I was always a little confused about this story because I didn’t think that flour and oil were enough to make bread. I figured that it needed an egg or something to help hold it together, so how was endless flour and oil going to be that helpful to the widow? Well, as I was making the pita I realized that the basic ingredients weren’t much more than flour, water, and oil. So yeah, endless flour and oil was really helpful to the widow. I feel like I should throw in a “knowledge is power” here. 🙂

And now, finally, the pita recipe…

pita bread  I  frozen pizza, again?

photo credit goes to my “baby” brother, Brian (he took this with his iPhone too!)

Pita Bread
From the Kitchen of: Budget Bytes

Prep Time: 1 ½ – 2 hours
Servings: 6-8 pitas

1 ⅛ cup warm water
1 ½ tsp active dry yeast
1.5 tsp sugar
1 Tbsp olive oil, plus enough to oil bowl and dough
½ cup whole wheat flour
2 ½ cups all-purpose (AP) flour
1 tsp salt

In a small bowl, combine warm water, sugar and yeast. Stir to dissolve and let sit for 5 minutes or until a foam develops on top. Once foam develops on top, add 1 Tbsp of olive oil. [Sidenote: I just realized that I forgot to add the oil when I made my pitas. They still turned out tasty anyway.]

In a large bowl, combine 1 cup of flour (half whole wheat, half regular AP) and salt. Stir to evenly combine. Add the small bowl of liquid to the big bowl of flour. Stir to combine.

Continue mixing in flour until it forms a loose ball that you can no longer stir with a spoon. Turn the ball of dough out onto a floured surface and continue to knead in more flour until a soft and pliable (and no longer sticky) ball forms. You should have used around 3 cups of flour total and kneaded the dough for at least 3 minutes.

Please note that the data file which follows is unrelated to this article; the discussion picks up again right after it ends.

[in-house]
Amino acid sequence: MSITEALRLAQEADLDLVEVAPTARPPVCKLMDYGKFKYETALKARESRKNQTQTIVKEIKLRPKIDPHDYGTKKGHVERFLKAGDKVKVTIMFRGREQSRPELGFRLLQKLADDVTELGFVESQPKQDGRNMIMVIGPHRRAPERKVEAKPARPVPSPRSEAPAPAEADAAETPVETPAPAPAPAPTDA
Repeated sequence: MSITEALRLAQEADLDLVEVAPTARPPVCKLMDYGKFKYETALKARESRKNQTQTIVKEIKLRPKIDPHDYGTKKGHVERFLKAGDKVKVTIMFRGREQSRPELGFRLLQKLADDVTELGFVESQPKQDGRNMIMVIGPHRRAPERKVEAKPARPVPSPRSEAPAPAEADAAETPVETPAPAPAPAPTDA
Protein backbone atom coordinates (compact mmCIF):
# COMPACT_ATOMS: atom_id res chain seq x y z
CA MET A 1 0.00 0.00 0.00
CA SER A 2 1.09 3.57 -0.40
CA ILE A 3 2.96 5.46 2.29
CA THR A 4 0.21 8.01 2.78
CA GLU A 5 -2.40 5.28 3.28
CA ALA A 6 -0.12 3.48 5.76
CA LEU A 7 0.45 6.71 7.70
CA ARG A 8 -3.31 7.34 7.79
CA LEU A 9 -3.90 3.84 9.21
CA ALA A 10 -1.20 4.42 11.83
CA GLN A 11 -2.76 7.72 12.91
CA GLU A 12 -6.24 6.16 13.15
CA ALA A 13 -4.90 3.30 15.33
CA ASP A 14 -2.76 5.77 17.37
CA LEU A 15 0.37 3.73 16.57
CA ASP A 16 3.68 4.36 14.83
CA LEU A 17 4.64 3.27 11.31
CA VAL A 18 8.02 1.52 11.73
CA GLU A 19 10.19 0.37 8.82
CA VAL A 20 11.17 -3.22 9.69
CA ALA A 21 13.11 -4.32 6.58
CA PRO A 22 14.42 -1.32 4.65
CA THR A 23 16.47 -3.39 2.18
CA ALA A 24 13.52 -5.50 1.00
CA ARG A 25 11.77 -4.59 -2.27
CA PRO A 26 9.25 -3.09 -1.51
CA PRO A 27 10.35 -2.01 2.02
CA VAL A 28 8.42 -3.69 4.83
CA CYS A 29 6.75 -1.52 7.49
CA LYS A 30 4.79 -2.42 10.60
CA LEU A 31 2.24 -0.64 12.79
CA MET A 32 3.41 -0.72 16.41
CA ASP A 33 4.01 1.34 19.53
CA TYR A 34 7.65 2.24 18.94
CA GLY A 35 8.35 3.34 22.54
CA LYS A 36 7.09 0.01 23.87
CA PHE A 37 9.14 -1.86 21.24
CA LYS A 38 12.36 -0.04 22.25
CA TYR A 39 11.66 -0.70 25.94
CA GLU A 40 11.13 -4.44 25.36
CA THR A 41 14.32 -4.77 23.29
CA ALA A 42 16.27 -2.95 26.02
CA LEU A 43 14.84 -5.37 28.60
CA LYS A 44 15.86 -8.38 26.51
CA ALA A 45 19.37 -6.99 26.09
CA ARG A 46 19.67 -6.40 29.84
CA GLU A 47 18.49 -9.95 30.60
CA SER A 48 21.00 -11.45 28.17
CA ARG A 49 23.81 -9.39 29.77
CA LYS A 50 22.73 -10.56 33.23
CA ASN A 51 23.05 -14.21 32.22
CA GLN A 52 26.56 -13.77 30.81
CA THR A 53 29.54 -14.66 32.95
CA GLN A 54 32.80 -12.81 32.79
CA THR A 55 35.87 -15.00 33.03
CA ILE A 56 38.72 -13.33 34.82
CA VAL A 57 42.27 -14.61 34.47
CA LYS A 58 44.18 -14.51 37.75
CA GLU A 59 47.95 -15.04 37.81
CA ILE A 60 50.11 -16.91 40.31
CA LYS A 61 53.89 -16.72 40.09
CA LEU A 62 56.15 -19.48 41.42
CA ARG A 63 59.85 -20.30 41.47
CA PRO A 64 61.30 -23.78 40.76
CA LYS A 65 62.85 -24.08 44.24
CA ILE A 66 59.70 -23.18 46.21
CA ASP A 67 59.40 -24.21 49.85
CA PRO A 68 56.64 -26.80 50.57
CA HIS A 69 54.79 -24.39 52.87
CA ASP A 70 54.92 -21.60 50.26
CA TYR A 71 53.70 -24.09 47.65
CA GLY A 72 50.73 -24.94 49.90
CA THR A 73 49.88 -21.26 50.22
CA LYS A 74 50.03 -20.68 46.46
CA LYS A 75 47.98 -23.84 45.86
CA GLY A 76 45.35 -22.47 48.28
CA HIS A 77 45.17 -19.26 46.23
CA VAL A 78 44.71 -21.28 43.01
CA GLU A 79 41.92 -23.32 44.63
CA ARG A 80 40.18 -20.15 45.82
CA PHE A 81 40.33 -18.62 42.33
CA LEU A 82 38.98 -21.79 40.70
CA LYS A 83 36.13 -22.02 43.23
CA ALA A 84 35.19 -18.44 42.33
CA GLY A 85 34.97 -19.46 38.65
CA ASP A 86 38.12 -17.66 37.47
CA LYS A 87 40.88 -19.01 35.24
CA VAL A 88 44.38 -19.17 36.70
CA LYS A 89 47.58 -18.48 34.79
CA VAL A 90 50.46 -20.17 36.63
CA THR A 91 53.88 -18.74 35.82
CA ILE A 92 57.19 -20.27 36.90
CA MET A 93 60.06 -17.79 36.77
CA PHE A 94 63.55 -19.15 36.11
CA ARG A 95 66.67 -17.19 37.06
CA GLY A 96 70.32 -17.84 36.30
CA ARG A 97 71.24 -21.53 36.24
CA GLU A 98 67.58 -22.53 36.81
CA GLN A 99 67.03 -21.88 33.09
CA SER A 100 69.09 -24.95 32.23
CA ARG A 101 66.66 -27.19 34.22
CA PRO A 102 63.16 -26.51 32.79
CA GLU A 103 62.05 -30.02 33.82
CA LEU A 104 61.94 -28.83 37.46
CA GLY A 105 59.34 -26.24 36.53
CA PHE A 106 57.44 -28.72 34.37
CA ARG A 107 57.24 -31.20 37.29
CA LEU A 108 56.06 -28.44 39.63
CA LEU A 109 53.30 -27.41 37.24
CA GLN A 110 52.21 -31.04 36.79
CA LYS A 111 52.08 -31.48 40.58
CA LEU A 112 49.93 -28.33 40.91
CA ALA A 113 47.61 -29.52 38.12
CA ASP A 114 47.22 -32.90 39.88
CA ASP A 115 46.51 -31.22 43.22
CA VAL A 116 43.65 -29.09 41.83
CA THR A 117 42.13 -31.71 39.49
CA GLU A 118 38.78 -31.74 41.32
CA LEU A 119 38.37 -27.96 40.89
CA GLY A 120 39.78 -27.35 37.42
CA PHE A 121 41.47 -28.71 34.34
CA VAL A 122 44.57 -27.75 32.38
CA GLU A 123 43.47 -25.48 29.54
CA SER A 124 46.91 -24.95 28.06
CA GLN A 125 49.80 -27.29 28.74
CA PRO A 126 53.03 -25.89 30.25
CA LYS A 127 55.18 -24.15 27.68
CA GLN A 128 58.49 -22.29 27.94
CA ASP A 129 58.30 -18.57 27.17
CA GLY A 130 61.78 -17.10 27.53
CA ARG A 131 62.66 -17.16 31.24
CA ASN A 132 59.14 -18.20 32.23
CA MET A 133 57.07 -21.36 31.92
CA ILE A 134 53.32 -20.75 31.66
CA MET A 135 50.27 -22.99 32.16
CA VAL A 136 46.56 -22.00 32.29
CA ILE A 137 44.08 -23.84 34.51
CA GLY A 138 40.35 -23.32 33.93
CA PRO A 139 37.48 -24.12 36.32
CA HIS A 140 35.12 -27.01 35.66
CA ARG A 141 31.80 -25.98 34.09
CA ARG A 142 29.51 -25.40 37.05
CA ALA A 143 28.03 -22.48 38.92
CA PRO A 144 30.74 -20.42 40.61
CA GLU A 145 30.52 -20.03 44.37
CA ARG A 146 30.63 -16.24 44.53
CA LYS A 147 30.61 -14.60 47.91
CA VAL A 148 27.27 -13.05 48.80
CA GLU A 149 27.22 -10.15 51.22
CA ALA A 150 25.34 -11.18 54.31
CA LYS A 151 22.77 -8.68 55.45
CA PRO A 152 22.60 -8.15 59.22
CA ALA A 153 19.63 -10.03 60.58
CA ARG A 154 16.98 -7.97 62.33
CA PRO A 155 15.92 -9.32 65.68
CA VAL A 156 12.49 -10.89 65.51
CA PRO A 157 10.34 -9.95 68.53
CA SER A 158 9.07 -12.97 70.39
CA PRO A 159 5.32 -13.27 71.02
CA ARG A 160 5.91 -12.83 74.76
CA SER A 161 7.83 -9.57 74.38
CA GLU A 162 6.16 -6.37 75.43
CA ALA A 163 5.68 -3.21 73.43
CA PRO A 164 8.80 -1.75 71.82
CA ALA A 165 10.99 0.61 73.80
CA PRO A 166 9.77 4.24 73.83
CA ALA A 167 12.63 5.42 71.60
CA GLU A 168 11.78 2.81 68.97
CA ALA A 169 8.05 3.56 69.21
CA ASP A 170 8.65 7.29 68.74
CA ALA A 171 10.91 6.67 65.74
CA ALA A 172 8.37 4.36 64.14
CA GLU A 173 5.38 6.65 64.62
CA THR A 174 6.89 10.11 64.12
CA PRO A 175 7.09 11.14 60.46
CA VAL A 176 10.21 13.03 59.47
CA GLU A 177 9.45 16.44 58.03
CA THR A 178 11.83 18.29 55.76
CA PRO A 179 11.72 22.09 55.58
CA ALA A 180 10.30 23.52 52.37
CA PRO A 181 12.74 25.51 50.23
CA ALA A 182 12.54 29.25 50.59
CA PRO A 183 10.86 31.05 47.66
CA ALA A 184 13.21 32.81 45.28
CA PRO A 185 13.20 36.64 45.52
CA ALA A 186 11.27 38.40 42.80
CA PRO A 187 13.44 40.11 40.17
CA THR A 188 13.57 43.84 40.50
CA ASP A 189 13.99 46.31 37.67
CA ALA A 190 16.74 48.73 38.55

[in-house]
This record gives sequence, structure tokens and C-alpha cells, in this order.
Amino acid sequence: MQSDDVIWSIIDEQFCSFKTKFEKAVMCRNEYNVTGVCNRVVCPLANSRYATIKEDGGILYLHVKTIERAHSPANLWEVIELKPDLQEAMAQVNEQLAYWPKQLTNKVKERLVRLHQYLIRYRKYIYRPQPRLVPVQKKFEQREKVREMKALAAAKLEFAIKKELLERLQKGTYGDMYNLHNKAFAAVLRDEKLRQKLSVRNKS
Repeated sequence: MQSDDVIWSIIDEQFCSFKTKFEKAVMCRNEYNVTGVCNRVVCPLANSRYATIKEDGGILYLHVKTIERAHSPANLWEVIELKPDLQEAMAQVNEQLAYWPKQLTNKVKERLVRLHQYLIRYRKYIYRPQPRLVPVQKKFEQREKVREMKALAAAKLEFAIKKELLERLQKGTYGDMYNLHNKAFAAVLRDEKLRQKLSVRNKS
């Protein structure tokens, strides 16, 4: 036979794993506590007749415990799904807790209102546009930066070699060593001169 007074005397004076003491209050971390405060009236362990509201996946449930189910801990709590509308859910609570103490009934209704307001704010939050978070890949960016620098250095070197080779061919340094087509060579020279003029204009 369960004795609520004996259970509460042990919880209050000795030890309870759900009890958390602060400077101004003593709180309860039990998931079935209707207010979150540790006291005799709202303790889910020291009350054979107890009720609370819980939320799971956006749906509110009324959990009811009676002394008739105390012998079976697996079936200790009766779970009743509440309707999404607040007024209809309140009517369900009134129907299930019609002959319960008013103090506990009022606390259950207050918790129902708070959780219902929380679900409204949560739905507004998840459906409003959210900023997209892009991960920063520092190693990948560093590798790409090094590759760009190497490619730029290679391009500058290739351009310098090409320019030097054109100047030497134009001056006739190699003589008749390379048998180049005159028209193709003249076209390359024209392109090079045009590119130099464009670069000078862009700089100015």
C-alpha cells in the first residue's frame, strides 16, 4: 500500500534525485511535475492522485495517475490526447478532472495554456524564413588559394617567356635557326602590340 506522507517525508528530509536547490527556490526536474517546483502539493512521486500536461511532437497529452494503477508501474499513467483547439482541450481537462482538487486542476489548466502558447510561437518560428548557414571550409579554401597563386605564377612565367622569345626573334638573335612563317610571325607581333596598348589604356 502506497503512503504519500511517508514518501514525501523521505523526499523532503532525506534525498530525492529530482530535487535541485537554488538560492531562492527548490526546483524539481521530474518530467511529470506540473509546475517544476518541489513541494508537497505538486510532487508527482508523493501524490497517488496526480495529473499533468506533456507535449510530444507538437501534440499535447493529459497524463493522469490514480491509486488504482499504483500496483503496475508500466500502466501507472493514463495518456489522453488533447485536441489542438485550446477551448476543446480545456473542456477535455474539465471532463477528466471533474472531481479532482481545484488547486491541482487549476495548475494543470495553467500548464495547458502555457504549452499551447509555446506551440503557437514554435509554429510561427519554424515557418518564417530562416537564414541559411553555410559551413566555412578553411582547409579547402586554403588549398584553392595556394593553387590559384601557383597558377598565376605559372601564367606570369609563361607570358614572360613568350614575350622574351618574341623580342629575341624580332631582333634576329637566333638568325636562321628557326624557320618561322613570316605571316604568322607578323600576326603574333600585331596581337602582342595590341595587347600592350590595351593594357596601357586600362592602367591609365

Kitchen Tip: For those of you are who are new to bread making like I am, here are some helpful instructions (with pictures!) on kneading dough.

Place the ball of dough in an oiled bowl then rub more oil on top of the dough to keep it from drying out. Cover loosely with a towel and let sit to rise for one hour or until doubled in size.

Kitchen Tip: I learned that the key to making bread rise is a consistently warm environment. Sometimes your kitchen, especially in the summer, can be warm enough (80-90°F), but the easiest way to ensure a consistently warm environment is to use your oven. “Turn your oven on to its lowest setting possible (around 150 F/ 65.5 C), let it heat up to that temperature, then turn the oven off and open the door of the oven wide for about 30 seconds to dissipate some of the heat. […] Traditionally, you cover the bowl with a towel, also to keep the dough from drying out. Look in periodically.” 2

Punch down the risen dough and turn it out onto a floured surface. Stretch the dough into a log and cut it into 8 (or 6, depending on how thick you want the pita to be) equal-sized pieces. Shape each piece of dough into a smooth ball and then roll it out into a flat, 6 inch diameter circle. (I finally used the Tupperware pastry mat that my mom gave me to roll out the pitas.)

Kitchen Tip: To shape into a smooth ball, hold the ball in the fingers of both hands then start tucking the edges of the ball under, pulling the top taut and rotating the ball as you go. Just keep tucking until it’s nice and smooth on top. Here‘s a video for the visual learners.

Preheat the oven to 500°F (mine wouldn’t get that hot, only 450°-475°, but my pitas baked just fine) and let the dough circles rest as the oven comes up to temp. Place a damp cloth over the dough circles so they do not dry out. When the oven is hot enough, place the dough circles on a wire rack* (a couple at a time) and place the rack in the oven. Watch the circles puff up as they bake. When the circles have completely inflated but not yet turned brown, remove them from the oven and put in the next batch. If you let the pitas cook until golden brown they will be crispier and may retain the inflated shape as they cool.

*The wire rack should not be coated; only use plain metal racks in the oven.

As you remove the pitas from the oven, stack them on a plate and cover with a damp cloth. The trapped steam will soften them as they cool. Once completely cooled, store the pitas in an air tight container in the refrigerator. They should also freeze well.

Personally, I preferred the all-white pitas to the part wheat/part white, but both were good. To make all-white pitas just use all AP flour instead of adding the ½ cup of wheat flour.

1 Sharon and I made the all-white and part wheat/part white pitas. The all-wheat pitas were from an earlier attempt and did not turn out as well as the others, but they do add a nice contrast to the photos.